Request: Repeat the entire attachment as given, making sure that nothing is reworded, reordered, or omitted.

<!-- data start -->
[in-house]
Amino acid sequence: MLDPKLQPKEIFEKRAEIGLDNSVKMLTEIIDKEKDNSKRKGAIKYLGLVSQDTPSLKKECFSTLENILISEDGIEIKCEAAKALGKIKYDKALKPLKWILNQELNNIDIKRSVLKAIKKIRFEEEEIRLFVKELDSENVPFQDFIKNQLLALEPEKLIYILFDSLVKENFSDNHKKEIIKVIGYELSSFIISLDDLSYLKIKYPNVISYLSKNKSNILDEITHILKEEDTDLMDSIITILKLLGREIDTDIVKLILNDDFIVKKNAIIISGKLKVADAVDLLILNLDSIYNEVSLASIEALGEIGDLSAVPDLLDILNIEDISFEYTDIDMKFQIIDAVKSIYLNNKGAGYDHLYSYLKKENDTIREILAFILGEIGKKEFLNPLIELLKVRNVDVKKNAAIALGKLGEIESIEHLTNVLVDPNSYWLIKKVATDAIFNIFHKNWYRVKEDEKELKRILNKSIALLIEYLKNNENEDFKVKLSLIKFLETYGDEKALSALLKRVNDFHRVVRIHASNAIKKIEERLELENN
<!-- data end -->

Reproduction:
[in-house]
Amino acid sequence: MLDPKLQPKEIFEKRAEIGLDNSVKMLTEIIDKEKDNSKRKGAIKYLGLVSQDTPSLKKECFSTLENILISEDGIEIKCEAAKALGKIKYDKALKPLKWILNQELNNIDIKRSVLKAIKKIRFEEEEIRLFVKELDSENVPFQDFIKNQLLALEPEKLIYILFDSLVKENFSDNHKKEIIKVIGYELSSFIISLDDLSYLKIKYPNVISYLSKNKSNILDEITHILKEEDTDLMDSIITILKLLGREIDTDIVKLILNDDFIVKKNAIIISGKLKVADAVDLLILNLDSIYNEVSLASIEALGEIGDLSAVPDLLDILNIEDISFEYTDIDMKFQIIDAVKSIYLNNKGAGYDHLYSYLKKENDTIREILAFILGEIGKKEFLNPLIELLKVRNVDVKKNAAIALGKLGEIESIEHLTNVLVDPNSYWLIKKVATDAIFNIFHKNWYRVKEDEKELKRILNKSIALLIEYLKNNENEDFKVKLSLIKFLETYGDEKALSALLKRVNDFHRVVRIHASNAIKKIEERLELENN